• 1 tsp garam masala

• Salt to taste

• 3 tbsp desi ghee

• 1 tbsp chopped coriander leaves


1. Rinse the lentils in water until the water runs clear. Soak them in water for 30 minutes.

2. Drain the water and transfer the lentils to a pressure cooker.

3. Add 4 cups of water and pressure cook the lentils for 3-4 whistles or until soft.

4. In a separate pan, heat desi ghee and add cumin seeds and mustard seeds. Let them splutter.

5. Add chopped onions and sauté until they turn golden brown.

6. Add ginger and garlic paste and sauté for a minute.

7. Add chopped tomatoes, turmeric powder, red chili powder, and garam masala. Mix well and cook until the tomatoes are soft and pulpy.

8. Add the cooked lentils to the pan and mix well.

9. Add salt to taste and let it simmer for 5-7 minutes.

10. Garnish with chopped coriander leaves and serve hot with steamed rice or roti.

3.Gajar ka Halwa (Carrot Halwa)


• 2 cups grated carrots

• 2 cups full-fat milk

• 3/4 cup sugar

• 1/2 cup desi ghee

• 1/2 cup chopped mixed nuts (almonds, cashews, pistachios)

• 1/2 tsp cardamom powder

• Pinch of saffron


1. Heat desi ghee in a pan and add grated carrots. Sauté for 7-8 minutes on medium heat until the carrots soften.

2. Add full-fat milk and let it come to a boil.

3. Reduce heat to low and let the milk and carrots simmer for 25-30 minutes until the milk has reduced and the carrots are cooked.

4. Add sugar and mix well. Cook for another 5-7 minutes until the sugar dissolves and the mixture thickens.

5. Add cardamom powder and saffron and mix well.

6. Add chopped nuts and mix well.

7. Turn off the heat and let the halwa cool for a few minutes.

8. Serve hot or chilled as desired.

4.Toasted bread:


• 2 slices of bread

• 1 tablespoon of desi ghee

• Salt to taste


1. Toast the bread slices to your desired level of crispness.

2. Spread desi ghee evenly on both slices of bread while they are still warm.

3. Sprinkle a pinch of salt over the ghee on each slice of bread.

4. Serve hot.

Other Uses:

1.Ghee as a skin moisturizer:

1. Apply ghee directly to your skin: Gently massage a small amount of ghee onto your skin after a shower or before bedtime. It will penetrate deep into the skin, leaving it soft and supple.

2. Use ghee as a face mask: Mix 1 tablespoon of ghee with 1 tablespoon of honey and apply it to your face. Leave it on for 10-15 minutes and then rinse with warm water. This will leave your skin feeling soft and rejuvenated.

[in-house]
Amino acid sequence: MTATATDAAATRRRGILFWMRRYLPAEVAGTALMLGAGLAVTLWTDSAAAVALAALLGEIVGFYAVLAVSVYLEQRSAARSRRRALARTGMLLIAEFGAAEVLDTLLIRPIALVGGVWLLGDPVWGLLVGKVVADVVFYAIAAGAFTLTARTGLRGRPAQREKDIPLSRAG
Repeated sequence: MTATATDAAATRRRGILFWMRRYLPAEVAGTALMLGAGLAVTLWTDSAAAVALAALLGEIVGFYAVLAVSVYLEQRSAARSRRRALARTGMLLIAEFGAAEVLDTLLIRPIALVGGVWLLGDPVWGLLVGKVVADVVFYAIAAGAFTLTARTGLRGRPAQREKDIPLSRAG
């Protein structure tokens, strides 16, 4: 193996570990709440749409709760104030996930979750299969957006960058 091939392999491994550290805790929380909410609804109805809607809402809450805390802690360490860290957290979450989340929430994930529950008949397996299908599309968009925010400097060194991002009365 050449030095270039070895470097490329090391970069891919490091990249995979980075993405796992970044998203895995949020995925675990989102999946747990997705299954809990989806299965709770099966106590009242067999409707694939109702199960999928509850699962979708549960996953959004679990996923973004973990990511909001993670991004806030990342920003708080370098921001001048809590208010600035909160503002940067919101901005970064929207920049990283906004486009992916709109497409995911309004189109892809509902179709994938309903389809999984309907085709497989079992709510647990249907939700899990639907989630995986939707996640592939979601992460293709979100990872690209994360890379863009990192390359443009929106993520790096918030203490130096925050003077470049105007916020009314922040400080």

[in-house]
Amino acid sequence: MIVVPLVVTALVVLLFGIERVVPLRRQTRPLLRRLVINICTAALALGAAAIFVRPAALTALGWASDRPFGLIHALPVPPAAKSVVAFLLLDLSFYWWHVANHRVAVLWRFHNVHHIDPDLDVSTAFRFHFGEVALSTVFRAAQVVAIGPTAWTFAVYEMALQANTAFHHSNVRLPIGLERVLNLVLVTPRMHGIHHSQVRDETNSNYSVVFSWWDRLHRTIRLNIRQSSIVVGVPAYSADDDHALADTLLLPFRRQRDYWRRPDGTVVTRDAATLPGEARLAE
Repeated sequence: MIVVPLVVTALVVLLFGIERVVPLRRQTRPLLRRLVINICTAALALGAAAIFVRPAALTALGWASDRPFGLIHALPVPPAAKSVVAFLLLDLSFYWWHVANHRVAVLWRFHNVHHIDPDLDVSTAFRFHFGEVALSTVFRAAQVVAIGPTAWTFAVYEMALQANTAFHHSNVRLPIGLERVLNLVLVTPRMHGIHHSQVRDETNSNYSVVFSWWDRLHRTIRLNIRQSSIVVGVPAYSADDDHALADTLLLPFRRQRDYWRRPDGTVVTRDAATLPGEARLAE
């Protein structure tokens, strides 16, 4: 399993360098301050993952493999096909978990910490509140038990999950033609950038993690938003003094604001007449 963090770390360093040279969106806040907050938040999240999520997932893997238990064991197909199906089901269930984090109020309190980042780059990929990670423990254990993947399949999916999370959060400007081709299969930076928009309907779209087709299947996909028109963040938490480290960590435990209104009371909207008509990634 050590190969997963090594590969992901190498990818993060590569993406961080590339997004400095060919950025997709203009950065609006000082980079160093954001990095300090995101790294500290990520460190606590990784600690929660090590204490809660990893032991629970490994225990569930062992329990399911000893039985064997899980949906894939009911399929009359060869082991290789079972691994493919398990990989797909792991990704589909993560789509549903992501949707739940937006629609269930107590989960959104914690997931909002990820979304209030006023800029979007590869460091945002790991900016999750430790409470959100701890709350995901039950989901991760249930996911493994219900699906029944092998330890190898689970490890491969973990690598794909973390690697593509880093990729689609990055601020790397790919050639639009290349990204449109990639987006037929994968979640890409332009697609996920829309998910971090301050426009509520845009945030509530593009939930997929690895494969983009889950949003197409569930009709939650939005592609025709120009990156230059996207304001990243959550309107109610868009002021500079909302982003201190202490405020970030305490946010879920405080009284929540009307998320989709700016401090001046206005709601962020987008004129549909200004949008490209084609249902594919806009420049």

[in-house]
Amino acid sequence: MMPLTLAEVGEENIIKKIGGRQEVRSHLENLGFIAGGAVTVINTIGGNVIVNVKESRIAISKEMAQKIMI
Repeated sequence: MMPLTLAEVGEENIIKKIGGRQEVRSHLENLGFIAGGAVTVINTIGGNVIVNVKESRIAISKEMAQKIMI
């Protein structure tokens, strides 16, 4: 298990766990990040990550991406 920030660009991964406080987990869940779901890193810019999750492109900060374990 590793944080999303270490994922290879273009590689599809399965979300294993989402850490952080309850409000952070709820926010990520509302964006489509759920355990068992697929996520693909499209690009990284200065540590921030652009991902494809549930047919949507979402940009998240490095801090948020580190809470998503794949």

3. Add ghee to your bath: Add a tablespoon of ghee to your bathwater to moisturize your skin while you soak.

4. Make a ghee-based body lotion: Melt 1/2 cup of ghee and mix it with 1/2 cup of coconut oil, almond oil or our Apricot kernel oil . Whip the mixture until it becomes light and fluffy. Store it in a jar and use it as a moisturizing lotion for your body.

Hindu poojas:

1. Lighting lamps (diyas): Ghee is commonly used to light lamps during poojas. The flame is believed to represent knowledge or spiritual illumination, and the ghee is believed to purify the environment and create a positive atmosphere.

2. Offering to deities: Ghee is often offered to deities during poojas as a symbol of surrender and devotion. It is believed that the divine energy of the deity is attracted to the ghee, and the offering is a way of seeking blessings and protection.

3. Homam or Havan: In Hinduism, a Homam or Havan is a sacred fire ceremony where offerings are made to the gods and goddesses. Ghee is one of the primary offerings made in a Homam or Havan. The ghee is poured into the fire as an offering, and it is believed that the smoke that arises from the fire carries the prayers of the devotees to the gods.

4. Abhishekam: Abhishekam is a ritual in which a deity is bathed with various offerings, including ghee. The ghee is poured over the deity's idol or image as a symbol of purification and devotion.

5. Prasad: Ghee is also used to prepare prasad, which is a food offering that is distributed to the devotees after the pooja. The prasad is believed to be blessed by the deity and is considered to be a source of spiritual nourishment.